Wednesday, April 15, 2009
I think a lot about relationships; especially these days. I think about my instincts, and about my senses; I think about my reactions and my capacity to look at someone and to give the benefit of the doubt. I’m sort of proud of that… even if it exposes me to the risk of heartbreak. The truth is, I have learned; by way of some very simple, but probably the most profound advice I’ve ever gotten; to go with what my heart tells me. My aunt told me this; to trust my instincts; to go with what feels right. Even the tiniest shade of a doubt should always be a respected as a sign. It has been true every time. When I’ve chosen to go against what my instincts are telling me, I’ve always found out the hard way that I should have listened to my instincts. Intuition is everything.
I know. I’ve always known that my husband is as close to perfect a match for me as he could possibly be. I know this, because we have something that is amazing; we have the ability to be who we are when we are together. No faking, no pretending, no tiptoeing—flaws, idiosyncrasies, quirks, failures, mistakes, blunders… all those things are okay. It doesn’t mean it’s a fairy tale, relationships never are. If you go into a relationship thinking that you’ll never once be disappointed by your partner; you are completely deluded. Don’t think your instincts can account for the anomalies and the crises that can make or break a relationship; they do not make you immune. You will resonate to one another one day, and grump at one another the next. You will still misunderstand and stumble with the best of them. The difference is; that your friendship remains strong… your ability to look into their face and to see the person you love behind the mistakes and the anger… that you can stop, set aside all the expectations and just see that person as they are, and realize that is what is most important.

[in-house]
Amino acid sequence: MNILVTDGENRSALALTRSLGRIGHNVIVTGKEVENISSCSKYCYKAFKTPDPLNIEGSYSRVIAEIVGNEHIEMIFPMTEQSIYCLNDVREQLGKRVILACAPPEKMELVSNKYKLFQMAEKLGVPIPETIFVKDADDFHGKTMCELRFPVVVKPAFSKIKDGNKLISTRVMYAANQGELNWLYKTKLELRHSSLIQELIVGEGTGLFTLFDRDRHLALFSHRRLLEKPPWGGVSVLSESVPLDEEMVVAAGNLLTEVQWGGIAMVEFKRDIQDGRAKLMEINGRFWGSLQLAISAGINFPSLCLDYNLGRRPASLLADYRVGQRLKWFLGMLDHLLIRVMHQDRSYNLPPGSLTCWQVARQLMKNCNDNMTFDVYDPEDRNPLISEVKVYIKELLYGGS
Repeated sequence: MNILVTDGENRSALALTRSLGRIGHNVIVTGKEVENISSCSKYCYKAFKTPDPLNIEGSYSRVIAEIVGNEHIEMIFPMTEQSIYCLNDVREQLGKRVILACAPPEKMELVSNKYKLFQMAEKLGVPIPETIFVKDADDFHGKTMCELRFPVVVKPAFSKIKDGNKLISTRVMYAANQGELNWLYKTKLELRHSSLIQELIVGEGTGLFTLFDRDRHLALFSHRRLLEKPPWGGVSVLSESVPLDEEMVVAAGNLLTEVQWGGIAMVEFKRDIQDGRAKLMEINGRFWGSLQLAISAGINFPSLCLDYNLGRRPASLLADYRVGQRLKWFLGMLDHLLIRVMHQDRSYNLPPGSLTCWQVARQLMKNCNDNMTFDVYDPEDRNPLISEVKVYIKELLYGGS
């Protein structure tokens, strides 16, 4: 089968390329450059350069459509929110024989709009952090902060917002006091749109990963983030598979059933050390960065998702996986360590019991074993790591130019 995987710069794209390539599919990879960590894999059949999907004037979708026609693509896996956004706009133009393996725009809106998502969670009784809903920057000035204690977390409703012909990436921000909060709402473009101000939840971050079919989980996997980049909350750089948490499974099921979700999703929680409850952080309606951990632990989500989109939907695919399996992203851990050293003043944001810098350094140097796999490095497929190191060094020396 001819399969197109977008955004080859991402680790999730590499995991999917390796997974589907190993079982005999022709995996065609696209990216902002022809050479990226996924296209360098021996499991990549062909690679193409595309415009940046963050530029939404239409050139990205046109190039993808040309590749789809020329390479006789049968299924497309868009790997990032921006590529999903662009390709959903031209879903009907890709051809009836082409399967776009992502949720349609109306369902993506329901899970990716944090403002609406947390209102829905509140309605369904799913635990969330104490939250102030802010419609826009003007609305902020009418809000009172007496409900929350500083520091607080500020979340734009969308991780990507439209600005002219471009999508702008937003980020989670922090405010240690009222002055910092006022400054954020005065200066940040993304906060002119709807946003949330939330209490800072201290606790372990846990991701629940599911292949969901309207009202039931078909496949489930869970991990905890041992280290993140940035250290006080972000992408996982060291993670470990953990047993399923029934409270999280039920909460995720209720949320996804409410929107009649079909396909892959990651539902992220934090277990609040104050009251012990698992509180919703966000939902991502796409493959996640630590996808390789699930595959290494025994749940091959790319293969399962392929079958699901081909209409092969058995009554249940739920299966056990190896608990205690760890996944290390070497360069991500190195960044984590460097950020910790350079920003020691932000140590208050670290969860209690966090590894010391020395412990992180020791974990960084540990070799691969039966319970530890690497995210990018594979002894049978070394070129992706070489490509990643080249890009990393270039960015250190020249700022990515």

Through it, you are yourselves. You are comfortable enough to be who you are. That’s the most important thing. With my husband, it’s been like that since day one. No kidding. I had the most humiliating thing happen to me on our first evening date (and pretty much the only real ‘date’ we ever had) together and his reaction to it was all I needed to know to realize he suited me. The little signs… the little sense of rightness… I will not share this hideously embarrassing event, but suffice it to say, it makes my ears and cheeks burn even thinking about it today. I thank my stars that it was with him because of how easygoing and accepting he is as a person; because anyone else would have probably bailed—and had I not felt comfortable enough with him from the start, and I was trying to hide my flaws, I probably would have been too embarrassed to stick around too. Instead we laughed it off, and felt like old friends immediately.
The truth is; the whole act of dating is kind of a sham. You spend each date hiding your flaws from the person you’re interested in; and then once you’re through that stage and are committed; then you end up spending all your time excusing them, or defending yourself against them, or justifying them; or being miserable for having to always hide them; being upset because this person is surprised by them. It’s a dance of disillusionment. I never ‘dated’ much in my life, to be truthful. I’ve always met guys, and sort of scoped them out then and there, and if I felt the vibe, it was smoocheroos, and if I didn’t, I simply didn’t. No dinner, no planned activities, no long romantic walks on the beach (or off short piers). Just people connecting… or not.